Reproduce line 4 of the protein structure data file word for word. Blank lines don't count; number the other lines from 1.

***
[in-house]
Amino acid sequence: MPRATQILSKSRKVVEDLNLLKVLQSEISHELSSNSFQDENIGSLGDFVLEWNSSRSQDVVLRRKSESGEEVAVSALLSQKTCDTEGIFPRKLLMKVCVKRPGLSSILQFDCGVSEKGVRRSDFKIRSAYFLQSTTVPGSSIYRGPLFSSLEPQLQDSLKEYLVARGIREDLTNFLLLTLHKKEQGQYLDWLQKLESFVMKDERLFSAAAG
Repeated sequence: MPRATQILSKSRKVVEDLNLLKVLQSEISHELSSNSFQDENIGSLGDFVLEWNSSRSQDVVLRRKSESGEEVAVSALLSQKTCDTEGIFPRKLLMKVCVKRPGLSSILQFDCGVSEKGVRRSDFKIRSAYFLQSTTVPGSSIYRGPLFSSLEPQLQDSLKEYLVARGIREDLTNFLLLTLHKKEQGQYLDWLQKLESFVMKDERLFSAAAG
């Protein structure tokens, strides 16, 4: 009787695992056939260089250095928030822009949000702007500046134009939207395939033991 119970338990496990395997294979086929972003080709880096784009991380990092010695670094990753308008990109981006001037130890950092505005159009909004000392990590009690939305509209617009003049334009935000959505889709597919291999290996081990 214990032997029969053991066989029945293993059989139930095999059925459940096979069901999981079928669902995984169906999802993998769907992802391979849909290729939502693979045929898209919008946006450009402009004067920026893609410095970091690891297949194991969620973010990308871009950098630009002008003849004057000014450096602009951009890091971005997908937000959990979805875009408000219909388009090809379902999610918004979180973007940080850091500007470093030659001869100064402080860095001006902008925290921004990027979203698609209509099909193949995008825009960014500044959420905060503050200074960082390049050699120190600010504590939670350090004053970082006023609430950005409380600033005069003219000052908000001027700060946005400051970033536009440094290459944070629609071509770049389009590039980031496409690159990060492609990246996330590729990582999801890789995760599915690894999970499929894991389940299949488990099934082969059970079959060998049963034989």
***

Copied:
């Protein structure tokens, strides 16, 4: 009787695992056939260089250095928030822009949000702007500046134009939207395939033991 119970338990496990395997294979086929972003080709880096784009991380990092010695670094990753308008990109981006001037130890950092505005159009909004000392990590009690939305509209617009003049334009935000959505889709597919291999290996081990 214990032997029969053991066989029945293993059989139930095999059925459940096979069901999981079928669902995984169906999802993998769907992802391979849909290729939502693979045929898209919008946006450009402009004067920026893609410095970091690891297949194991969620973010990308871009950098630009002008003849004057000014450096602009951009890091971005997908937000959990979805875009408000219909388009090809379902999610918004979180973007940080850091500007470093030659001869100064402080860095001006902008925290921004990027979203698609209509099909193949995008825009960014500044959420905060503050200074960082390049050699120190600010504590939670350090004053970082006023609430950005409380600033005069003219000052908000001027700060946005400051970033536009440094290459944070629609071509770049389009590039980031496409690159990060492609990246996330590729990582999801890789995760599915690894999970499929894991389940299949488990099934082969059970079959060998049963034989």